£5 note

The polymer £5 note featuring Sir Winston Churchill entered circulation on 13 September 2016.
5-front-specimen
5-back-specimen

Design features

Size

Approximately 125mm x 65mm.

Denomination numeral

The large number 5 and £ symbol in the top-left hand corner of the front of the note help you easily see its value. There is also a slightly smaller number 5 in the top-right corner.

Unique numbering

A unique serial number is printed horizontally and vertically on the back of the note. The horizontal numbers is in the bottom right corner. It is made up of multi-coloured letters and numbers, which increase in height from left to right. The vertical number runs down the left-hand side and the numbers and letters are the same height and colour.

Copyright symbols

The international copyright symbol is included on the front and back of the note, below the ‘Five pounds’ text.

Historical character: Sir Winston Churchill

Sir Winston Churchill was one of the greatest statesmen of all time, and is the only prime minister to win the Nobel Prize for literature. The images on the back of the note show a view of Westminster, home of the UK government, and the Elizabeth Tower (containing Big Ben) from London’s South Bank, looking across Westminster Bridge. Also shown in the background image is the Nobel Prize medal, which Churchill was awarded in 1953, together with the wording of the prize citation. 

The New Fiver - Key Security Features

Security features

See-through window

 

There is a large see-through window on the note. A clearly defined portrait of the Queen is printed on the window, with the words ‘£5 Bank of England’ twice around the edge.

Around the edge of the window is a coloured border, which changes from purple to green when you tilt the note. The £ symbol in the window also changes from purple to green. This effect can be seen on the front and back of the note.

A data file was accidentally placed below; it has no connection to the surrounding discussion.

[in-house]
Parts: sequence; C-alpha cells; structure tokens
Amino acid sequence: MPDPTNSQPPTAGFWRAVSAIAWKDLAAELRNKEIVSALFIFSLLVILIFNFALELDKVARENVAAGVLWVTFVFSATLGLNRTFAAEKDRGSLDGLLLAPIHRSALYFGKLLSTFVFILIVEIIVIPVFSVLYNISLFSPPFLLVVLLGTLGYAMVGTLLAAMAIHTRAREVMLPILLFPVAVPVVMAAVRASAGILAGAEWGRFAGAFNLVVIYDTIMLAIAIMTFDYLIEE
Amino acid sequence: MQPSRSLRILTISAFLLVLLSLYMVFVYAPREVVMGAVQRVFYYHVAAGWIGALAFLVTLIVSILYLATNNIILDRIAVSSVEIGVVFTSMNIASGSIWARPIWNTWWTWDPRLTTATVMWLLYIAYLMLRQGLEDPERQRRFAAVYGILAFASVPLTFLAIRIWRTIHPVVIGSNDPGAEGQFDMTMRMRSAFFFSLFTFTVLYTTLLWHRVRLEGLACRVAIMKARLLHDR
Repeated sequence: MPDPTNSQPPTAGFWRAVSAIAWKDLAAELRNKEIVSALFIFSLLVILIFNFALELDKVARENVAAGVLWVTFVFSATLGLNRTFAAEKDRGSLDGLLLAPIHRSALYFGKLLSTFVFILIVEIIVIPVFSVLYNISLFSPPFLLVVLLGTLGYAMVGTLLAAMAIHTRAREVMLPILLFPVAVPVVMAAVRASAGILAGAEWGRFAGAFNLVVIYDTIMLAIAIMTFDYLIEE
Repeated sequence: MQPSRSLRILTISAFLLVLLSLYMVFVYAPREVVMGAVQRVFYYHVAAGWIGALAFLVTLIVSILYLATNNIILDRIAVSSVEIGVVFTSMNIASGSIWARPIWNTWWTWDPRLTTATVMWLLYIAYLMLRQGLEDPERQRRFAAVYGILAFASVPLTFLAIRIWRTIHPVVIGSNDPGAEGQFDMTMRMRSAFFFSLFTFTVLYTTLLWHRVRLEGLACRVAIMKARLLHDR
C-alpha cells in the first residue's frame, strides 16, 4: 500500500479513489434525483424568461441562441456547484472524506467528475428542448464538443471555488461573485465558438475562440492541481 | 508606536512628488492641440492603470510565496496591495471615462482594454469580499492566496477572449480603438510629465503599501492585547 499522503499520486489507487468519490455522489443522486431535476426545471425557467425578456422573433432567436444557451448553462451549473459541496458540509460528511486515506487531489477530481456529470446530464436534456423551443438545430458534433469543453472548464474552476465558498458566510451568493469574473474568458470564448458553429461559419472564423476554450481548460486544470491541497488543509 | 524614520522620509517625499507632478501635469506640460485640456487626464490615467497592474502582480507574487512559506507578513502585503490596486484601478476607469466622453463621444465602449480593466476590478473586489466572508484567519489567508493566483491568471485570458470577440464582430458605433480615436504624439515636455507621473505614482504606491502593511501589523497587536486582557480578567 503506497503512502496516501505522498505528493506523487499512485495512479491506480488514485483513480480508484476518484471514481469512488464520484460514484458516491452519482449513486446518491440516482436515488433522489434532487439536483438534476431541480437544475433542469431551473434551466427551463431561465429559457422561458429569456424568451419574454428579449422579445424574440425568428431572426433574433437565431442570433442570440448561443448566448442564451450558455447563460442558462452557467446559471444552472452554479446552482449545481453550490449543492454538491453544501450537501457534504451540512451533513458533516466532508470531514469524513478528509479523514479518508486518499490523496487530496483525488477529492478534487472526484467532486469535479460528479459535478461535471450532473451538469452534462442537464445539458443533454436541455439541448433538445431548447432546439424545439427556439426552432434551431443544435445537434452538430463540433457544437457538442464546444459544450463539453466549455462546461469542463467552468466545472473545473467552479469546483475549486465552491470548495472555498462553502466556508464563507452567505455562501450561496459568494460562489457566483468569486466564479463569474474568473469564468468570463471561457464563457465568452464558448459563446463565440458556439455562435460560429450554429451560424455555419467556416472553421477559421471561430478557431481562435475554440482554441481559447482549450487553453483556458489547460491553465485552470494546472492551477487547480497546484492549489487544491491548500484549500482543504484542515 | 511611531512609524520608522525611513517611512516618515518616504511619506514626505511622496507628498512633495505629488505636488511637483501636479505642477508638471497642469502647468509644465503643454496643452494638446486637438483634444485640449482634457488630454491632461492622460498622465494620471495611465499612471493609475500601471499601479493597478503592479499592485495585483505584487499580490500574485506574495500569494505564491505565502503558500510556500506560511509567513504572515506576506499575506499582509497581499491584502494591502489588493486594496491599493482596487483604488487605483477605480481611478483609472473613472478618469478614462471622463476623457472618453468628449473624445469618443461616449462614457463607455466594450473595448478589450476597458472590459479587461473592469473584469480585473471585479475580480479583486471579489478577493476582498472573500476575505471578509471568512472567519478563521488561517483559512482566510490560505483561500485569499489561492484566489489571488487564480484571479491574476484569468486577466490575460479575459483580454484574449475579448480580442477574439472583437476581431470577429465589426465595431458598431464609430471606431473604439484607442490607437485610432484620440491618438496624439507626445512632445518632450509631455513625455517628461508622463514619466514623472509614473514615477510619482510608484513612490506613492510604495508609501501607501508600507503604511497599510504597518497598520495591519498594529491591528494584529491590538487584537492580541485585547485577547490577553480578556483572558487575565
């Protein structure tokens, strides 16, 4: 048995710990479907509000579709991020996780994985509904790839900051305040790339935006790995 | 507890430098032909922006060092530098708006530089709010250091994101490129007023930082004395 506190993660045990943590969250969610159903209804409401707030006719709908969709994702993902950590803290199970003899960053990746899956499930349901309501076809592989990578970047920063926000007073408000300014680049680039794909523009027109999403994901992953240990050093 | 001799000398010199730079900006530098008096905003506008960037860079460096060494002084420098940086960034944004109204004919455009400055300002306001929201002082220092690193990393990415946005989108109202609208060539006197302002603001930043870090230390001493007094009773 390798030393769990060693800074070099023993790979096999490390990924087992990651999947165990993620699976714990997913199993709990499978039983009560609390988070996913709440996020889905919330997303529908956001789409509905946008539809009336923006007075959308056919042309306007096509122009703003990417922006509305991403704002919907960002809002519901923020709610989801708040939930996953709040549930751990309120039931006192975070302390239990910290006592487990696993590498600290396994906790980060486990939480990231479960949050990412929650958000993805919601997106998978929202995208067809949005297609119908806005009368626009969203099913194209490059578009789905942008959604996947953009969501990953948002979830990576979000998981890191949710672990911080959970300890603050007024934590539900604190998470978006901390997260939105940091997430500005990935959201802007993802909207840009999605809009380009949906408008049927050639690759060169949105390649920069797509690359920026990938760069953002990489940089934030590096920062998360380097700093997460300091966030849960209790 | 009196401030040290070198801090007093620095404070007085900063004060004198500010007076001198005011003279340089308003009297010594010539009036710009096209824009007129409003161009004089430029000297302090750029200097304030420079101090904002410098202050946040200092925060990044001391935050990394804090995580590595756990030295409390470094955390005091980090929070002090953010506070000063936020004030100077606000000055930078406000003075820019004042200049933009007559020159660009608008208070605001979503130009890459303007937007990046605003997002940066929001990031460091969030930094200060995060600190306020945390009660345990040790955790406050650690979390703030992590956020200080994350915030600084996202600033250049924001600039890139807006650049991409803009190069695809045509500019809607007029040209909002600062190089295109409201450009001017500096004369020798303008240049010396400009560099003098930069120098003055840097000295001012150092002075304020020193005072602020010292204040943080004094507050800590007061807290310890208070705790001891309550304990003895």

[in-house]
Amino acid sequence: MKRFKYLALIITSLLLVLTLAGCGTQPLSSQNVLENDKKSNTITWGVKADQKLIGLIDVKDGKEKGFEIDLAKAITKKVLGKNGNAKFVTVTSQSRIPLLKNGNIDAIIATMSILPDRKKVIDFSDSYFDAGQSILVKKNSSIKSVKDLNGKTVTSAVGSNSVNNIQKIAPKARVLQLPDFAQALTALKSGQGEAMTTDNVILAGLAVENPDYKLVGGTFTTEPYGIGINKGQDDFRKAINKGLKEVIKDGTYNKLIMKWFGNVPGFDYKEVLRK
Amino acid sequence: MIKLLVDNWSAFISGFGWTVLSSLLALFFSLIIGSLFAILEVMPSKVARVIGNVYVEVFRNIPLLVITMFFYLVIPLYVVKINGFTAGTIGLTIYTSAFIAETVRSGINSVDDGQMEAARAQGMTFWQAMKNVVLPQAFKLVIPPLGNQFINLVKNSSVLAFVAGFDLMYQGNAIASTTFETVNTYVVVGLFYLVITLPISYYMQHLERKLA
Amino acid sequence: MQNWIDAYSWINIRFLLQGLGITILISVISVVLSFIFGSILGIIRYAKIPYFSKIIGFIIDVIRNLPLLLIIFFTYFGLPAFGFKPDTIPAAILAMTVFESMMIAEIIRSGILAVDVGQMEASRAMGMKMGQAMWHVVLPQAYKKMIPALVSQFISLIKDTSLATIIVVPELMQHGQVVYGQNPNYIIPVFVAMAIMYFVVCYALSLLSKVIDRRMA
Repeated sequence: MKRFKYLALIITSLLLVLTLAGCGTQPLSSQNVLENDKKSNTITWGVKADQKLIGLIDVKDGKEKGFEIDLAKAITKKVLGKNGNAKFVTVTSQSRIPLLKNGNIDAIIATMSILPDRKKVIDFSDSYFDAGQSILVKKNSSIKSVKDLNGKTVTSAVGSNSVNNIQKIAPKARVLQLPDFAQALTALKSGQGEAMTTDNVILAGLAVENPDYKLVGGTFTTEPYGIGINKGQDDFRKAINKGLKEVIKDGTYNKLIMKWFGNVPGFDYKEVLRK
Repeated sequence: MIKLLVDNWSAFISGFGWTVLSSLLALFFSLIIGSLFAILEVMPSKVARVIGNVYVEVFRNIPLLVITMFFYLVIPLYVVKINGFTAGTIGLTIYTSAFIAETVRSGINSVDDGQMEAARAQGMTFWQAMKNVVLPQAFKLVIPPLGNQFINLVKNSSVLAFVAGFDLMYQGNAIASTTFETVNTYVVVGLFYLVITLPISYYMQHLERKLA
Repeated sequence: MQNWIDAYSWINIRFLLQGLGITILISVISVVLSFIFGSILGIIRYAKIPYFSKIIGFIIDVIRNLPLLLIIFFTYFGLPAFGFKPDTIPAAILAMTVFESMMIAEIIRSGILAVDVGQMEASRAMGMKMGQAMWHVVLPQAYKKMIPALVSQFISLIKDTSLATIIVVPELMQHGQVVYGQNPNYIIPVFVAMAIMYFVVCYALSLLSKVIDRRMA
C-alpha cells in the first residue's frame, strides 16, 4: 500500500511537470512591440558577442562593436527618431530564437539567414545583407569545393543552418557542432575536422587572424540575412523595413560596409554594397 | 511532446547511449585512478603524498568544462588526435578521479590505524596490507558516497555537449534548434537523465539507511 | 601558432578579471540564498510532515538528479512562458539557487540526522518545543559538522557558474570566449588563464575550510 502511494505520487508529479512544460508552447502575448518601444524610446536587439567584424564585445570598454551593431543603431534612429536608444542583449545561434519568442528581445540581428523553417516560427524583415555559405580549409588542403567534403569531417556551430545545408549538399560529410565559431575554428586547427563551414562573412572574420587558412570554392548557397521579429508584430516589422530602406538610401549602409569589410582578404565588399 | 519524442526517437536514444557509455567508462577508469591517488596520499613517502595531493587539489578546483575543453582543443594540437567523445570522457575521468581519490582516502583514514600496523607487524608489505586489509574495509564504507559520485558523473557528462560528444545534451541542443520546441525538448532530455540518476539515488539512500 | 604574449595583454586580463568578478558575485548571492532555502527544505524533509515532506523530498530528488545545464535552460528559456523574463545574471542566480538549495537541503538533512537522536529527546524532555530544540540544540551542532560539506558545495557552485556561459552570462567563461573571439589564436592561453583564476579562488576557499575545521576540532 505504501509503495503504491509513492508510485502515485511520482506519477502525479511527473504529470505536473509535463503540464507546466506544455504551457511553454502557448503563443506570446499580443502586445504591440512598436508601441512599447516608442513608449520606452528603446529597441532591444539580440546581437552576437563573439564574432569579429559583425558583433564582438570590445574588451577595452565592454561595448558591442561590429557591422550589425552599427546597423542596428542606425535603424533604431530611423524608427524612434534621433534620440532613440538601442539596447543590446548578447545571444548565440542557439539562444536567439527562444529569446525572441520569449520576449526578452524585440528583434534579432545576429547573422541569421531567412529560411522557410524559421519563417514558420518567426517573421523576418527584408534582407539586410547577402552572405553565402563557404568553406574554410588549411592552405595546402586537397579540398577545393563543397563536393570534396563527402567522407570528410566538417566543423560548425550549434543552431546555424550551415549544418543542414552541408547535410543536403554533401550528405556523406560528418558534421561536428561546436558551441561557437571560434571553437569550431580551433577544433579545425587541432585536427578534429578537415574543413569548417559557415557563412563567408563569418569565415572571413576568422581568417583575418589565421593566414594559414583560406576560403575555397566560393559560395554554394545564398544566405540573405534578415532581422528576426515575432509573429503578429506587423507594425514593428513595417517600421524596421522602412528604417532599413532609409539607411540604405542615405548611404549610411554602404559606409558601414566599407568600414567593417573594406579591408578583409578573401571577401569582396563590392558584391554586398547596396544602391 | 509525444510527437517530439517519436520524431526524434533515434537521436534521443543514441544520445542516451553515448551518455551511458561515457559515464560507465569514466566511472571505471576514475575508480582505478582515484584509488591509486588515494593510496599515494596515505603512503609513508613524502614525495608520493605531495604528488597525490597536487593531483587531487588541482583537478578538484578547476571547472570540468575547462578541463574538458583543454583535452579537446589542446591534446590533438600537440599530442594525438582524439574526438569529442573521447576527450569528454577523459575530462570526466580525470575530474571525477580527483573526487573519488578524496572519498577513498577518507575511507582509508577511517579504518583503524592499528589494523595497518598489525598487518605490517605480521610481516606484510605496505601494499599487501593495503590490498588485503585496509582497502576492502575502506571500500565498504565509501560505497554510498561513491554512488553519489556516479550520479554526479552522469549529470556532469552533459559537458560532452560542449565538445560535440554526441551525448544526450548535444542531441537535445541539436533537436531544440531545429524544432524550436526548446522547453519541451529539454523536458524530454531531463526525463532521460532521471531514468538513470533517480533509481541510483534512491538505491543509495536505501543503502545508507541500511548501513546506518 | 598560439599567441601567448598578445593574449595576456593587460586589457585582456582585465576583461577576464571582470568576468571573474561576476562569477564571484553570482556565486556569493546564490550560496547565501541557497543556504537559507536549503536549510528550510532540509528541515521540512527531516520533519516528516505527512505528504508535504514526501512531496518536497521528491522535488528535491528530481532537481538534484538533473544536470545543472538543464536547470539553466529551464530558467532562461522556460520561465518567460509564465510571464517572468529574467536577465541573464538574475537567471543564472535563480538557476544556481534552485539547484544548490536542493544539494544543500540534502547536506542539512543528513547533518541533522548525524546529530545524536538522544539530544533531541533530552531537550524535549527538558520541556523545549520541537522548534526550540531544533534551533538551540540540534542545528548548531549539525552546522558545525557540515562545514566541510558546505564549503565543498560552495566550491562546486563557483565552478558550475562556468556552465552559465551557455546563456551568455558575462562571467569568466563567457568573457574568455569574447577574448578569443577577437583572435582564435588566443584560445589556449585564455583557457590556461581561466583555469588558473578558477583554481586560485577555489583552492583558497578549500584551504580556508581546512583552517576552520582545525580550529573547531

Elizabeth Tower

There is a finely detailed metallic image of the Elizabeth Tower (also known as Big Ben) over the see-through window. The foil is gold on the front of the note and silver on the back. When you tilt the note, you will see a multi-coloured rainbow effect.

See-through window on the note

See-through window on the note

Foil patches

 

On the front of the note, below the see-through window, is a silver foil patch. When you tilt the note the word ‘Five’ changes to ‘Pounds’, and you will see a multi-coloured rainbow effect.

On the front of the note, above the see-through window, is a silver foil patch containing an image of the coronation crown, which appears 3D. When you tilt the note, you will see a multi-coloured rainbow effect.

Blenheim maze

The Marlborough maze at Blenheim Palace Estate (Churchill’s birthplace), originally designed by Mr. Adrian Fisher with assistance from Mr. Randoll Coate, is the inspiration for the green foil printed on the back of the note.

 

Foil patches on the front and back of the note

Foil patches on the front and back of the note

Check the polymer and the raised print

 

The £5 note is printed on polymer – a thin and flexible plastic. The words ‘Bank of England’ are printed in raised ink on the front of the note, there is also raised ink in the bottom right corner, around the number 5 

Raised print on the front of the note

Raised print on the front of the note

Print quality

 

The printed lines and colours on the note are sharp, clear and free from smudges or blurred edges.

Printed lines and colours on the note

Printed lines and colours on the note

Micro-lettering

 

Using a magnifying glass, look closely at the lettering beneath the Queen’s portrait – you will see the value of the note written in small letters and numbers.
Micro-lettering on the note

Micro-lettering on the note

Ultraviolet feature

 

If you look at the front of the note under a good-quality ultraviolet light, the number 5 appears in bright red and green, while the background stays dull in contrast.
Ultra-violet feature on the front of the note

Ultra-violet feature on the front of the note

This page was last updated 05 January 2018
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